Sharpening is too often the deal breaker that dissuades woodworkers from trying hand tools.  This in unfortunate, for it requires little monetary investment to get started, is not particularly difficult to learn, and can be accomplished rather quickly with surprisingly good results.  For detailed information on sharpening, I recommend investing in one of the outstanding books on the subject by Ron Hock or Leonard Lee.   Chris Schwarz has also written a number of fantastic articles on sharpening plane irons.

Step 5 – Final Adjustments

Now that you’ve finished tuning and sharpening your plane, it’s time to put it all back together and adjust it for use.  Hopefully, you have a better understanding of what each part does and how they all function together.  This will make adjusting it for use, and while in use, more intuitive and fluid.

A few points of consideration…

The adjustable mouth plate on the Stanley no. 9-1/2. The mouth opening is adjusted by loosening the knob and rotating the eccentric throat lever left or right (to open or close the mouth).

The adjustable mouth plate on the Stanley no. 9-1/2. The mouth opening is adjusted by loosening the knob and rotating the eccentric throat lever left or right (to open or close the mouth).

While the frog’s position on bench planes is adjustable, meaning you can shift if forward to decrease the size of the mouth opening or backward to increase the size of the opening, many (but not all) block planes have adjustable mouths.  Use a larger mouth opening for thicker cuts, and a smaller mouth opening for fine shavings.  For details on this please see my post on adjustable mouth planes.

Holding the plane upside down, and looking down the sole at a low angle, lower the iron until it just begins to appear through the mouth – just a whisper.  Note that it’s not unusual for there to be quite a bit of slop in the wheel that lowers and raises the iron, as much as a full turn or two.  Just turn it until you begin to feel resistance. Make any lateral adjustments necessary using the lateral adjustment lever if your plane has one (some do and some don’t). If yours doesn’t, just tap the side of the iron with a small hammer to properly align it. I use a brass hammer so as not to mushroom the iron’s edge, but what you use is up to you. Turn it upright and make a test pass on a piece of scrap wood.  If the plane digs in, back off the depth just a bit.  If it misses entirely, lower the iron a little.  You will quickly get a feel for when it’s ‘right,’ as evidenced by the rewarding ‘thwack’ sound a plane makes when it cuts a perfect curl.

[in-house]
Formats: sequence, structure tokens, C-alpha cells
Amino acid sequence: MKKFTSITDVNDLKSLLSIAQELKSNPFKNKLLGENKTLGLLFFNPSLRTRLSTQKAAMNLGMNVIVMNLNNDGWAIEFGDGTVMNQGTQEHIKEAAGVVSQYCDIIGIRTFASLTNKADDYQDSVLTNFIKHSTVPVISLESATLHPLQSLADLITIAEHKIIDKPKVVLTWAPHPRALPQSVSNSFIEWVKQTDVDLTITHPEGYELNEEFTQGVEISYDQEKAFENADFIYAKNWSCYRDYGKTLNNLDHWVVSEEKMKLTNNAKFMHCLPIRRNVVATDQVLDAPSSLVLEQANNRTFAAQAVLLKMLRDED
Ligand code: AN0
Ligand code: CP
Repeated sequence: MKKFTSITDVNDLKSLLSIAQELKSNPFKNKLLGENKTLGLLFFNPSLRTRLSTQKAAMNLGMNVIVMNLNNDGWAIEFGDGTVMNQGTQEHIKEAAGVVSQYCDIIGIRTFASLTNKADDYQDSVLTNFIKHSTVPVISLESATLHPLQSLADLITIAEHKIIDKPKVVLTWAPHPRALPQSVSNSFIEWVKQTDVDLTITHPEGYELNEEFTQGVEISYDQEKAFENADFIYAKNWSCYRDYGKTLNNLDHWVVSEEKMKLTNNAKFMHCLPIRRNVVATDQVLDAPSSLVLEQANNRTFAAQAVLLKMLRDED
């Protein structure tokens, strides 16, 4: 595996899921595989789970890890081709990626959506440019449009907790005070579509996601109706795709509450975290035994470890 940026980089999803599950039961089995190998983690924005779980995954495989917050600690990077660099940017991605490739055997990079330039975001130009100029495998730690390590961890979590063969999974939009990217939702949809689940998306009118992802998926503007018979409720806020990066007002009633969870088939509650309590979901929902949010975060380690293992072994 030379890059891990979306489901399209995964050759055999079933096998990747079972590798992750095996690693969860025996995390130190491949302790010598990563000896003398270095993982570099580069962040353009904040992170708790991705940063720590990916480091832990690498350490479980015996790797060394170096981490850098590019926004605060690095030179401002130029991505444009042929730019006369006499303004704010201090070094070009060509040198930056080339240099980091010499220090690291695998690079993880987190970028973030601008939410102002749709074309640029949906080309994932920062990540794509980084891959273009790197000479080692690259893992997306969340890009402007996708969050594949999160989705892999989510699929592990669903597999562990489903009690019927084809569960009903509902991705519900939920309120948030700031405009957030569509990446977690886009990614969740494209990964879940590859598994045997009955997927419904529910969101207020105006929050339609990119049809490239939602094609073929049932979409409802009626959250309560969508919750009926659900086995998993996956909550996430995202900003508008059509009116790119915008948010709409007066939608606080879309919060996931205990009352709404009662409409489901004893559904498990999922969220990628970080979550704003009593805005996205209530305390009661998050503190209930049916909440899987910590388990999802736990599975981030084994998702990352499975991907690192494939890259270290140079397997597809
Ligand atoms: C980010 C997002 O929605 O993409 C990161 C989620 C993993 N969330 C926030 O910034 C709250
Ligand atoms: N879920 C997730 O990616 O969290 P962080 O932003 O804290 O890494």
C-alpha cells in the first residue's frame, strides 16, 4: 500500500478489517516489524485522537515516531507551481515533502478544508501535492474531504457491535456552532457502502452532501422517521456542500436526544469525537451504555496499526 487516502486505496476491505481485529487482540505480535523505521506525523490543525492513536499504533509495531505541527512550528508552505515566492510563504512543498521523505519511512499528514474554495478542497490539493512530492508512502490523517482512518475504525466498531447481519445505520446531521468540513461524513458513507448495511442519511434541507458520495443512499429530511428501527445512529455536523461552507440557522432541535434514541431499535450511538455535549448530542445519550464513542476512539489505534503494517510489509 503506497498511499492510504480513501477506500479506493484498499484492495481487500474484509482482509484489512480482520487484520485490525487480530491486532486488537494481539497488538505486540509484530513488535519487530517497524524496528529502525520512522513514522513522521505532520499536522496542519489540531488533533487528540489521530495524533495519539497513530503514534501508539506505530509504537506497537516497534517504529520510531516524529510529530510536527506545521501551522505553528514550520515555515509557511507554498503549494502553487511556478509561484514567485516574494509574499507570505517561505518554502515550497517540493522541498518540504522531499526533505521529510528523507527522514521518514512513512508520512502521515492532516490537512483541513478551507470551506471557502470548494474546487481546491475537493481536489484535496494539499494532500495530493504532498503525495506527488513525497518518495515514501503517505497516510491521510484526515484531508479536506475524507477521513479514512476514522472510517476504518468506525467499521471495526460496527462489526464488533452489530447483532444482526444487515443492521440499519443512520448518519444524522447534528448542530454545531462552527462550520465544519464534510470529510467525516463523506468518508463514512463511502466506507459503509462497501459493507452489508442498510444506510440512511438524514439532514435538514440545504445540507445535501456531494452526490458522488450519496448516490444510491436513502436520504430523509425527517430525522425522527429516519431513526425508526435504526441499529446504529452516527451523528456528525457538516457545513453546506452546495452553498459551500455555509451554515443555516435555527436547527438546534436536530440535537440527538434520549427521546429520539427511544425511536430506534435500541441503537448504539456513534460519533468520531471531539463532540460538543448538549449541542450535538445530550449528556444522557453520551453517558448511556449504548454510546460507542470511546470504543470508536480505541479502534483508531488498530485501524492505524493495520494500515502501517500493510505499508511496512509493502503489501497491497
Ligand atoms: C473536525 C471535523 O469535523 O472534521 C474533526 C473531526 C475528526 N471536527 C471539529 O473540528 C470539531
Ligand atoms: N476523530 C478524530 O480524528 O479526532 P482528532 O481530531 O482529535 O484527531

Tuning a hand plane is not a difficult endeavor.  Once practiced, the whole process can be accomplished in about a half hour, even less depending on the tool. Rather than view it as an unpleasant chore, I actually enjoy it, especially later in the evening when the dust has settled and the world is quiet.  Pour yourself a measure (or two) of your favorite Kentucky brown, put on some music of choice, and saddle up to your work bench.

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Stanley Bailey no. 18, c. 1936-42

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Tools shown in the photos were returned to functional condition by Virginia Toolworks using museum quality archival preservation techniques.  Sharpened and tuned for use, every tool is fully tested and adjusted until perfect.

Tool Profile – Sargent no. 507 Rabbet Plane

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Sargent no 507, c. early 1940s

The Sargent no. 507 Rabbet Plane with its open arches on each side is one of the more unusual and interesting block planes ever made. From both a functional and design standpoint, it is reminiscent of a Stanley no. 10, but in a 7 inch block plane. Stanley, however, never made a comparable model to this plane. The closest they came was with the no. 140 Skew Angle Block with a removable side, enabling it to function as a rabbet plane. Like the Stanley no. 140, the Sargent no. 507 can function as both a rabbet plane and a normal block plane.

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You can see the critical stress area is at the top of the cheeks

Manufactured from 1919 to 1947, the no. 507 is a very functional, albeit somewhat fragile design. The cheeks are easily cracked or broken if the plane is dropped or mishandled. However, used with care, this is one of the most functional of all specialty block plane designs. Using a mechanism similar to low angle blocks, the blade depth is adjustable via the rear knob. The throat is not adjustable, but for a rabbet plane this isn’t much of a handicap. The front knob is mahogany, which looks very much like rosewood and is screwed into place via a steel screw that attaches to a raised boss at the toe of the plane.